Conway’s own Brannon Watson of Arkansas Golf Center received Golf Digest’s award of top golf teacher in Arkansas for 2013-14.
The award was announced in the magazine’s November issue and gives a list of the top coaches in each state. Arkansas’ list included only two coaches: Watson and University of Arkansas’ Brad McMakin.
Watson said he wasn’t expecting the award.
“I was a little surprised because I hadn’t heard anything from them,” he said. “They let me know I had come on the radar the past couple of years.”
He said they notified him that he was in the top six in Arkansas, then the votes were taken.
Watson flourished his career at Vilonia High School where he won the conference and state tournaments individually. In 1997, he was runner-up in the Overall High School Championships, which include the top high school golfers in Arkansas.
After graduating, he attended the University of Central Arkansas where he received a four-year letterman. There he played 36 rounds, shot 2,781 total strokes for a round average of 77.25 and a low round of 70 with two top-10 finishes.
He said after playing in high school and college, he sort of stumbled into teaching golf after trying to play professional golf. He said he had some major foot problems that hindered him along the way.
“I had a lackluster [desire] for the grind that is professional golf,” he said. “You have to [have an extremely] low score to do well. The driving range by the interstate was for sale. We ended up asking to buy it all.”
He said he did not expect himself to own a golf shop or driving range at the age of 24.
Watson said his simplicity helped him win the award.
“I’m really good at cutting to the chase and cut through the jargon,” he said. “There’s a lot of fluff in golf. Everybody is trying to write a book and make a dollar. Everyone is trying to re-invent the wheel. I’m taking the same wheel and trying to [perfect it].”
He said he has been a disciple of Butch Harmon, the reigning number one golf teacher in the United States. Harmon is the former golf instructor for Tiger Wood and current coach for Phil Mickelson.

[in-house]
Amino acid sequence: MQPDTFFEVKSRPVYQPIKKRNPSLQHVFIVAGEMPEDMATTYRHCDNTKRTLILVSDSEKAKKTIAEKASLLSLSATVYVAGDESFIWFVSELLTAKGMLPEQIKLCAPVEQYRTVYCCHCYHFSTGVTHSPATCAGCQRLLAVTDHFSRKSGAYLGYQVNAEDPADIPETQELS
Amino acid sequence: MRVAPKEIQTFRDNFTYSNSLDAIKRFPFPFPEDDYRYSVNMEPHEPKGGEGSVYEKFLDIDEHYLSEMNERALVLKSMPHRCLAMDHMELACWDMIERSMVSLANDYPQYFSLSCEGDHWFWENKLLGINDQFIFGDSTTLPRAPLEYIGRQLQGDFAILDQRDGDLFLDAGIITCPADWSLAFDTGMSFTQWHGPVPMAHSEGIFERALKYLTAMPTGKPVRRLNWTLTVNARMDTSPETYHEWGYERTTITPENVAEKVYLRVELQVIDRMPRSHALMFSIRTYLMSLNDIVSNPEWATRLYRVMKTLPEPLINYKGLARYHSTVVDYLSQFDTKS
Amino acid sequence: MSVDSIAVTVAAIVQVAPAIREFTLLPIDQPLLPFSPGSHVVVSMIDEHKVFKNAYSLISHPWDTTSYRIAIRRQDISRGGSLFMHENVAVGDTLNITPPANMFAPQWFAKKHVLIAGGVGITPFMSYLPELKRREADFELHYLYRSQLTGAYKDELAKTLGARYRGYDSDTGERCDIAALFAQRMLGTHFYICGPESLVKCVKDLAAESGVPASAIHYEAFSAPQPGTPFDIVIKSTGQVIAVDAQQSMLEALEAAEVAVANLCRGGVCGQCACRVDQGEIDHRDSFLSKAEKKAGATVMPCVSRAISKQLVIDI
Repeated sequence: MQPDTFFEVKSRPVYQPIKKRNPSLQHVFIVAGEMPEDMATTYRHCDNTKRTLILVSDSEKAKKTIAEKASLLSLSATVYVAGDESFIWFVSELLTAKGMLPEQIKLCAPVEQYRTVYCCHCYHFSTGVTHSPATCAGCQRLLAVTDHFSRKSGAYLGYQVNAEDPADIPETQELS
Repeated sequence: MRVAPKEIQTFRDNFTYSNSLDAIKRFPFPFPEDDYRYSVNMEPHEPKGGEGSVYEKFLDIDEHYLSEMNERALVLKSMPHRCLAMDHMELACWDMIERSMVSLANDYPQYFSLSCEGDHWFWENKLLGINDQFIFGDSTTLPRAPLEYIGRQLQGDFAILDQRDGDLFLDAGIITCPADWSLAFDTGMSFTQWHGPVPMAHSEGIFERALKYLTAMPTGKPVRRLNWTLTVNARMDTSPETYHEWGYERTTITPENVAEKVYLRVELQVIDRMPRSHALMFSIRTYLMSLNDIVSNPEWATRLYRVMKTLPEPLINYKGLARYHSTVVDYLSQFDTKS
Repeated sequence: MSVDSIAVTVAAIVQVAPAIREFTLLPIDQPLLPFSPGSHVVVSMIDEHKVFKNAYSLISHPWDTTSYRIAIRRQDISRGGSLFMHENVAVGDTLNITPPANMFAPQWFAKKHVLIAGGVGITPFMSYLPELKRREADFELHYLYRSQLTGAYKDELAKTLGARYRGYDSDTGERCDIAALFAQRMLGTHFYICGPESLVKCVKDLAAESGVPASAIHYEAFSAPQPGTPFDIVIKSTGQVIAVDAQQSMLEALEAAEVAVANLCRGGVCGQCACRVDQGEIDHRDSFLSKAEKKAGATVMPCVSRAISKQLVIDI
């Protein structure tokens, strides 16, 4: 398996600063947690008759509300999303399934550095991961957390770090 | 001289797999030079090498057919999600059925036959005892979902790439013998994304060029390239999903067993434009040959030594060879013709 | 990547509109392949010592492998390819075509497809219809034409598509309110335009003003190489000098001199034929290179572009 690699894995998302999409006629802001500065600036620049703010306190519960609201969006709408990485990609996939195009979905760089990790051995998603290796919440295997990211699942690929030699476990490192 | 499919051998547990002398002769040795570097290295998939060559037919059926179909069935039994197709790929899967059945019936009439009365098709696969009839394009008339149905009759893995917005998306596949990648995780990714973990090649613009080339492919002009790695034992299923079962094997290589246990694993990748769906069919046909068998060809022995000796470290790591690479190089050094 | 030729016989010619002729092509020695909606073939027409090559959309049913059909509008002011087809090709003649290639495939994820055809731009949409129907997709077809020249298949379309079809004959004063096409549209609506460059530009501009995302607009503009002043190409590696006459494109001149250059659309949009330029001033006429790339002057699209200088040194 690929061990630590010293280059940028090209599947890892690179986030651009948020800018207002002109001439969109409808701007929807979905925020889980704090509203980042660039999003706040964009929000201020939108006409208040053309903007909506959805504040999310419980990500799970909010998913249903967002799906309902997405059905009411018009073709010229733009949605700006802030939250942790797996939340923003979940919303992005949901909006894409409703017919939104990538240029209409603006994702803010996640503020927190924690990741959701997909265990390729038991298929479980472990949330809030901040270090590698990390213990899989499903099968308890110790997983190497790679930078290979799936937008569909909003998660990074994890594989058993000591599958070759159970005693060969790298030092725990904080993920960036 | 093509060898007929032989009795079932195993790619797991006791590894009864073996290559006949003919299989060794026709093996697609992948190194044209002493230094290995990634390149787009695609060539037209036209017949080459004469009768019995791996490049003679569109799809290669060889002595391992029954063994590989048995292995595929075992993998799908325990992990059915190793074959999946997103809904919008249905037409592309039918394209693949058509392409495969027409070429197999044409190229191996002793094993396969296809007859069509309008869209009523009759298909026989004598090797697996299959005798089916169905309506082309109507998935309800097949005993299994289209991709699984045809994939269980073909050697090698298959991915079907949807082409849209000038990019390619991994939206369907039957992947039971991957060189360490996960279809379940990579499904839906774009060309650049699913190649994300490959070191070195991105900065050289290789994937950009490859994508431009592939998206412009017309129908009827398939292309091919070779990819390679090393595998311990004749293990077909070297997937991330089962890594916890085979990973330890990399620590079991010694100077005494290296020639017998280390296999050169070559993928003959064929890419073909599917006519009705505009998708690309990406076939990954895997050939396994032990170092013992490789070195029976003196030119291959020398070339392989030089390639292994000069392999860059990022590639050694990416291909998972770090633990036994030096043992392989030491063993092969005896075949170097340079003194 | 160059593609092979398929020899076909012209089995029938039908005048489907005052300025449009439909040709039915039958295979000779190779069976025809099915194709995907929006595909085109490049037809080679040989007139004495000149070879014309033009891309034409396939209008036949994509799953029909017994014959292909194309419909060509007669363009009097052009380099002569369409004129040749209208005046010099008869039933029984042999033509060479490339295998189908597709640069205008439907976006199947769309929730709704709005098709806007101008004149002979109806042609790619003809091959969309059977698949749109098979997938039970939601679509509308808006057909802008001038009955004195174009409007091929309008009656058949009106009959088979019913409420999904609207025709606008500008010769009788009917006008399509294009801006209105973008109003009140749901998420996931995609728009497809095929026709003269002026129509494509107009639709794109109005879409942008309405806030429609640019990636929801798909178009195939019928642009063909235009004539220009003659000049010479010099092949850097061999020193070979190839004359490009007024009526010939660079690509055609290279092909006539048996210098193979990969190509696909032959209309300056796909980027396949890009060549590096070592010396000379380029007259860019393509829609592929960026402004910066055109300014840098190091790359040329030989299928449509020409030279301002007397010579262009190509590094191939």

“I like his style,” he said. “[I have] just read a lot of books, magazines, articles and such from him.”
Watson said he was a natural at teaching golf.
“It was just kind of something I was good at from the beginning,” he said. “Getting my point across to people has always been easy. Fear of failure is what got me to where I am today.”
One of Watson’s students has been Whit Parker of Conway, who, this summer, won the Arkansas State Golf Association state title at age 14. He was the youngest player in history to earn this title.
Watson said one of his favorite memories teaching golf came when he was teaching Parker and others at a junior golf camp. Watson said at the end of the day the group got together and played a fun game in which the golfers set up to try and hit Watson while he was swerving around on his golf cart. He said he thought Parker got lucky in hitting him the first couple of times, but that when it happened about 20 times, he knew Parker was good. Watson said he thinks some professionals couldn’t even do that.
One instrument that Watson uses in his teaching that many others do not is V1 technology. This technology includes a small camera that uses its own hotspots to analyze a player’s swing. He said from this technology he can use his iPad to draw the necessary lines to analyze the swing then send a link to the player’s phone and email.
“It’s becoming more readily available, but we’ve embraced technology from the day the doors opened,” he said. “That doesn’t always mean the best thing to do is just show the student the video and overwhelm them.”
He said that would be like doctors rushing to a diagnosis with the patient typing the diagnosis into Google and getting scared because of what he read. He said the player has to understand why the system is working and not just that it’s working.
Watson, founder of the Arkansas Golf Center, is the head golf instructor, master club fitter and V1 high-speed video lesson expert at the store. He currently works with the University of Central Arkansas teaching Beginning Golf. He said teaching this class allows him to see about 1,000 new swings per year where other teachers are only able to see about 100.
Arkansas Golf Center has won the title of top-100 fitter in the United States and 2012 Golf Range Association of America top-50 ranges in the standalone category.